Some may remember the controversy that swirled around San Francisco’s Father Joseph Illo, whose traditionalist ideas—male-only altar servers and ad orientem Mass, among others—provoked protests. Nonetheless: the parish where he serves, Star of the Sea, has since undergone an impressive revitalization. And Fr. Illo wrote about it recently on his blog:   Here are some of the simple changes we have made at my parish, Star of the Sea in San Francisco, that have made the parish more prayerful: a.  Confessions…. Read more

The New York Times’ Stephen Hiltner paid a visit to the venerable Trappist monastery in South Carolina and describes some of the challenges it is facing: Mepkin Abbey — part of a global network of Trappist monasteries that for nearly 1,000 years have provided their communities with reliable sources of prayer, learning and hospitality — is edging toward a potential crisis. In keeping with broader declines in the ranks of priests, nuns and brothers, Mepkin’s monastic community is dwindling. Only… Read more

From Vatican News:  The letter, which is written in Spanish, is essentially a thank you note for the greetings and prayers he received from the people of Argentina on the 5th anniversary of his election to the papacy. These expressions of goodwill came not only from the country’s authorities but, in Pope Francis’ own words, “from people of different religious, political and ideological backgrounds.” In the second paragraph of the letter, which was made public by the Argentine Bishops’ Conference at… Read more

Details:  Lack of sleep is one of the most critical health issues for the homeless. An average of 225 homeless people seek safety and rest on the pews in the sanctuary of St. Boniface church in San Francisco every day, thanks to The Gubbio Project. The Gubbio Project was co-founded in 2004 by community activists Shelly Roder and Father Louis Vitale as a non-denominational project of St. Boniface Neighborhood Center located in San Francisco’s Tenderloin neighborhood in response to the… Read more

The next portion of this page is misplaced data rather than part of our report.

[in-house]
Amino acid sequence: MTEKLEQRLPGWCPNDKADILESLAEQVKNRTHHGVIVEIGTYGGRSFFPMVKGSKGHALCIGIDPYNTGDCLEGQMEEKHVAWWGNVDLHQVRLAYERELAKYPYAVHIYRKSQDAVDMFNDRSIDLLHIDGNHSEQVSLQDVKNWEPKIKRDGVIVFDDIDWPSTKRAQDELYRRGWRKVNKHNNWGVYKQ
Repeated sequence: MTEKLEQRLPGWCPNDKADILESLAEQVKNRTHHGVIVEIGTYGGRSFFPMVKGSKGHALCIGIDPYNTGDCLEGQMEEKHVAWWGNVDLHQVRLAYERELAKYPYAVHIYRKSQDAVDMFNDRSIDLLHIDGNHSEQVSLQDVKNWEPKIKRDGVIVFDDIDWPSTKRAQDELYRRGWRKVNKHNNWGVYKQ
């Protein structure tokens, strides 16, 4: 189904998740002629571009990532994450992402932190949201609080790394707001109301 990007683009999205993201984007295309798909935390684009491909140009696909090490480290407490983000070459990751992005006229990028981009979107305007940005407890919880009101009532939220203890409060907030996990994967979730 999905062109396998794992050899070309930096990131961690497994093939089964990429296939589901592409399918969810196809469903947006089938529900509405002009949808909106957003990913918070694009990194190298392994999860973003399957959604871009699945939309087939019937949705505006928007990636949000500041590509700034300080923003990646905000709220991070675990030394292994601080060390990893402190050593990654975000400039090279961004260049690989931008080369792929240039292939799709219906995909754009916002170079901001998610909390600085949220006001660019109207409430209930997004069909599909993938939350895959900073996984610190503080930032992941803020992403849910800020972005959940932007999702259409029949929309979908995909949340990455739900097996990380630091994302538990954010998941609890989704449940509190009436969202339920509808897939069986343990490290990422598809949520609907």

As most of you know, last week marked the one-month anniversary of the massacre at the high school in Parkland, Florida—and thousands of teenagers around the country staged a walkout to commemorate that tragedy and honor those who had been killed. Different schools marked the day in different ways. Some schools placed 17 empty desks outside, to honor the 17 killed. Others observed 17 minutes of silence. Several Catholic schools around the country offered prayers, Benediction or Mass. But one… Read more

This is going to be a great event—and a chance to take part in a significant piece of history. The congress is happening in July in New Orleans, and is expected to draw hundreds (if not thousands) of deacons (and their families) from around the United States. It celebrates the 50th anniversary of the restoration and renewal of the diaconate in this country—and I can’t think of a better event to celebrate. If you haven’t seen it yet, check out… Read more

This is our recessional this weekend—a fitting segue into next week and Palm Sunday, and an appropriate coda to the scripture readings this 5th Sunday of Lent. From Wikipedia:  George Kitchin wrote “Lift High the Cross” in 1887, while he was the Church of England Dean of Winchester, for the Society for the Propagation of the Gospel. It has been suggested that the hymn was inspired by the story of Constantine the Great’s conversion to Christianity after seeing a cross with “In hoc signo… Read more

A fascinating read for this day—with this intriguing bit of history:  A slightly ironic twist to the St. Patrick’s Day connection is that Guinness was not traditionally a Catholic company. St. Patrick was a Catholic and the patron saint of Ireland, and the colors of the day are drenched in the symbols of the Protestant-Catholic struggles of Ireland. Orange is traditionally recognized as the color of the Protestants, while Green is the color of the Catholics. You can still find… Read more

An analysis from The Washington Post: There are endless reasons a big-box toy store would collapse during a retail apocalypse — and Toys R Us acknowledged a number of them in its most recent annual filing: the teetering tower of debt incurred by its private-equity owners, competition from Amazon, Walmart and Target. They even wrung their hands about app stores, labor costs and potential tariffs raising the costs of the imported goods they sell. But one risk stood out. Toys… Read more

From The Columbus Dispatch: In Columbus and across the Midwest, Hispanics are changing and, some say, saving Roman Catholicism. Their population has been flowing into Midwestern and Northeastern Catholic churches since the turn of the century, said Hosffman Ospino, director of Hispanic ministries at Boston College, and Hispanics’ presence there is reshaping Catholicism and revitalizing churches with otherwise dwindling memberships. At St. Stephen the Martyr Catholic Church on Columbus’ West Side, membership was down to about 30 parishioners nearly two… Read more

Follow Us!

Browse Our Archives